From their own kitchen all the way to China

Starting with home production of parkas and sleeping bags for friends, in 20 years Warmpeace has become a well-known maker of outdoor equipment.

Svatopluk Antoš

IN THE MID-1980s, Alice Pánková (today Habětínová) sewed a down parka for her friend Pavel Habětín (the two are partners and executives of the firm). The parka was a hit with his friends, so soon they were sewing more parkas in the kitchen of their country home, and added sleeping bags to their line. After 1990 Warmpeace was running as a small business, and the down products were quickly joined by other equipment for outdoor activities. Warmpeace’s beginnings were similar to that of other Czech makers of outdoor equipment, but now they are substantially different. Warmpeace chose to focus on foreign markets – up to 80% of its production is exported – and instead of having its own chain of shops, it sells its wares through its customers’ stores. Today a large part of its collection is made in Asia.
As unbelievable as it sounds, until 1991 all Warmpeace product sales were through individuals’ orders. The breakthrough year of 1992-1993 brought the term “outdoor equipment” to Bohemia, accompanied by a boom of shops with equipment for mountain climbers and hikers. The rapidly growing firm moved from the kitchen to rented spaces in Prague, and a year later it added a large production hall in Červený Kostelec, about 150 km from Prague. From the beginning the owners focused on the highest possible quality, so they used imported materials. In 1994 Gore (the maker of Gore-Tex, Windstopper, etc.) became a supplier of the firm. Gore approached Warmpeace when it was looking for customers in eastern Europe.
Gore proceeded cautiously and proposed that Warmpeace choose some samples for testing – probably not expecting much from potential Czech partners. “We don’t want to test anything. Just deliver one kilometer of fabric, we’ll make something out of it, and then we’ll see,” was Habětínová’s reaction, which brought relations with the supplier to a new level. Warmpeace then acquired a license to use Windstopper material, later adding Gore-Tex. The cooperation was a good reference for foreign partners. “Globetrotter, a large German vendor of outdoor equipment, added the Windstopper collection to its catalog, thanks to which we became known in Germany,” says Svatopluk Antoš, a partner and executive in the firm.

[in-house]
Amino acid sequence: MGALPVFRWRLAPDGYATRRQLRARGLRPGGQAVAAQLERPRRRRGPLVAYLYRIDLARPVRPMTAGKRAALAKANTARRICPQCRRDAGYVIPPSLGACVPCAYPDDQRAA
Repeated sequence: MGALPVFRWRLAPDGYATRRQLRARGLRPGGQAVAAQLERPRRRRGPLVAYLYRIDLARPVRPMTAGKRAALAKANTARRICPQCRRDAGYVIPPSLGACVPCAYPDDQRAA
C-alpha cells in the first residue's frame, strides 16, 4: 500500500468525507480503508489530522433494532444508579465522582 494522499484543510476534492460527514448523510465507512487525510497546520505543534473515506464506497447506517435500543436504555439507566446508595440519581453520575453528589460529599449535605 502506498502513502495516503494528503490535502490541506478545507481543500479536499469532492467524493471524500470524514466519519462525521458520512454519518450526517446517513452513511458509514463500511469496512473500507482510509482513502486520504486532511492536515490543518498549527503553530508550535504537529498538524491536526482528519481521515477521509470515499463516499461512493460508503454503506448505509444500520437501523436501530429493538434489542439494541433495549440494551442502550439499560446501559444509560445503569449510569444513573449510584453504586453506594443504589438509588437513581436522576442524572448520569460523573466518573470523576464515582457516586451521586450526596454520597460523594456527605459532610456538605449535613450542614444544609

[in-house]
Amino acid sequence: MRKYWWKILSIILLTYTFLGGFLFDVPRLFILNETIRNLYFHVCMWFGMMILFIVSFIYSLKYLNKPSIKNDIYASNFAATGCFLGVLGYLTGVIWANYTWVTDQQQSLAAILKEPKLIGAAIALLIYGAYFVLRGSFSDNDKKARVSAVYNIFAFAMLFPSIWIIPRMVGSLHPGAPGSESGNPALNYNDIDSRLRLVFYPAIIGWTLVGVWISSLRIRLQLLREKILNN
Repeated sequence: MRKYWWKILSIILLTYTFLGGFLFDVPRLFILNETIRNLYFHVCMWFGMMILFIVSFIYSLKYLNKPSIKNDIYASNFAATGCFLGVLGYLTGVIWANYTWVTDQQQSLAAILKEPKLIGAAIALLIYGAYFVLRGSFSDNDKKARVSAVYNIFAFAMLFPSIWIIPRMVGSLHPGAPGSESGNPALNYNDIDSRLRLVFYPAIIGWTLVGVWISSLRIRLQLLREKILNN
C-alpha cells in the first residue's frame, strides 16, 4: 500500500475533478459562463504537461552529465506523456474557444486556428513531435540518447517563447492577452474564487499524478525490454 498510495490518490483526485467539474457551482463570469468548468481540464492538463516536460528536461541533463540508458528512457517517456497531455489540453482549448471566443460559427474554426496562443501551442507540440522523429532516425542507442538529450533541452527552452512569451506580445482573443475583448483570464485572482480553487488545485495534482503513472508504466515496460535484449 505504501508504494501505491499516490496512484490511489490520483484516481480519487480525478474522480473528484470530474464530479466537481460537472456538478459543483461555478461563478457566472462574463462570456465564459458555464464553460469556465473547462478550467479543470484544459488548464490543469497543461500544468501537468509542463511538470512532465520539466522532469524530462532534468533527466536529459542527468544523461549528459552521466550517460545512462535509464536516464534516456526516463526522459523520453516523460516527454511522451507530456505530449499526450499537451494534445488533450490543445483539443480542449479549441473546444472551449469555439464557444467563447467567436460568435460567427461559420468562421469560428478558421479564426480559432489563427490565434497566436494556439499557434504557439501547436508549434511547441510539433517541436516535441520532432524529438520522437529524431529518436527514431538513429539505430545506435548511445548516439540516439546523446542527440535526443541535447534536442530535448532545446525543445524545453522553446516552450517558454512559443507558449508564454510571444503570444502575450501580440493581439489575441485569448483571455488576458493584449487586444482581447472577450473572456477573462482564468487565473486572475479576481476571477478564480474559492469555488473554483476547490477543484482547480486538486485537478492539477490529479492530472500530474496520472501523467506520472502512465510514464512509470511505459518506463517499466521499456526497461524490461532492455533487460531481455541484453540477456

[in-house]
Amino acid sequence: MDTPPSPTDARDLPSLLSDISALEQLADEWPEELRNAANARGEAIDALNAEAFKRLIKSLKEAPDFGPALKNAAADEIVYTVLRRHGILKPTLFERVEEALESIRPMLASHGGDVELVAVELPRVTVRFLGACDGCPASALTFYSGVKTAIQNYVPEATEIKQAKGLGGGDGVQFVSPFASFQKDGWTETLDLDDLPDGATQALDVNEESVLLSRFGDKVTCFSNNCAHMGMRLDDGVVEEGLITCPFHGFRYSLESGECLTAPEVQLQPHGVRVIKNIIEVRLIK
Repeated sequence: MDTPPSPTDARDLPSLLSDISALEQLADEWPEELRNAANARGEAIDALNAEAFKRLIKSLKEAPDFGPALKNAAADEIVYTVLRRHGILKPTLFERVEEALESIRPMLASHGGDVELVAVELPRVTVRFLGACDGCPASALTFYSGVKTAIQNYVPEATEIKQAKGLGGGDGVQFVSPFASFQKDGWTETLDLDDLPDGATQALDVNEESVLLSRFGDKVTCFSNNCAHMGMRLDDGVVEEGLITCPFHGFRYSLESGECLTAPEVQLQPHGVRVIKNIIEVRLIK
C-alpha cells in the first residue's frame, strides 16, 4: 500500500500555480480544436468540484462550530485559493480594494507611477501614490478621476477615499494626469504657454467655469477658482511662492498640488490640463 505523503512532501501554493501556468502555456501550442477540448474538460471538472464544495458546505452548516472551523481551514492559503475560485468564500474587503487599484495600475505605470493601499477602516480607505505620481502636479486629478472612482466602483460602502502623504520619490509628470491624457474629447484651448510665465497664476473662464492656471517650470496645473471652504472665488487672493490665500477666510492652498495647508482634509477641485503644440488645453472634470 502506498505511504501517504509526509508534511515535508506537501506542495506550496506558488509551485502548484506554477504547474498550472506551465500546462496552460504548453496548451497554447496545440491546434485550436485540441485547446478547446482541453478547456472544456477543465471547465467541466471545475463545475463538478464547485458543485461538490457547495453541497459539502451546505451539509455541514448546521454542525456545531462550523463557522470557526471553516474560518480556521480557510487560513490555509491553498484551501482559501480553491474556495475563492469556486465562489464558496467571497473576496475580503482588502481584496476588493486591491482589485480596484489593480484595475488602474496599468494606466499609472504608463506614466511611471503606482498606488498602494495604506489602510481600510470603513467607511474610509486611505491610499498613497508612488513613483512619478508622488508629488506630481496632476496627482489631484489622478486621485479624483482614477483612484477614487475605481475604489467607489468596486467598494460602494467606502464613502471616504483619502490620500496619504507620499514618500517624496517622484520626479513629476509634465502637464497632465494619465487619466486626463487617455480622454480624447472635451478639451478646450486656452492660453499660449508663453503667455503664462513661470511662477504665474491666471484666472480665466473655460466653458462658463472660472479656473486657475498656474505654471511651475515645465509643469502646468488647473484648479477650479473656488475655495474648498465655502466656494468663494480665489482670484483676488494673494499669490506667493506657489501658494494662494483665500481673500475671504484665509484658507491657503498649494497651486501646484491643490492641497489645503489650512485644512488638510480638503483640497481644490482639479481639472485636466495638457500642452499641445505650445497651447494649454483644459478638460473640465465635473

Benchmark
- building a distribution network instead of its own chain of shops
– systematic penetration of foreign markets
– emphasis on cutting fixed costs
– competing with global brands vis-a-vis quality/price ratio

Outgrowing the local market
From the start Warmpeace didn’t focus solely on the Czech market. “We saw all of Europe as our potential market, and we build up contacts abroad,” Antoš relates. The key for these contacts was foreign trade fairs, mainly in Friedrichshafen, Germany. The first time they exhibited there was in 1996, but it took some time for large firms to take Warmpeace seriously. Today Warmpeace’s outdoor equipment can be purchased in Germany, Denmark, Finland, and Slovakia, as well as the Czech Republic. The firm acquired its first German clients at the Friedrichshafen trade fair, and later they participated together with these clients in further trade fairs. But rather small volumes of sales were involved, with their partners’ interest driven mainly by the low prices.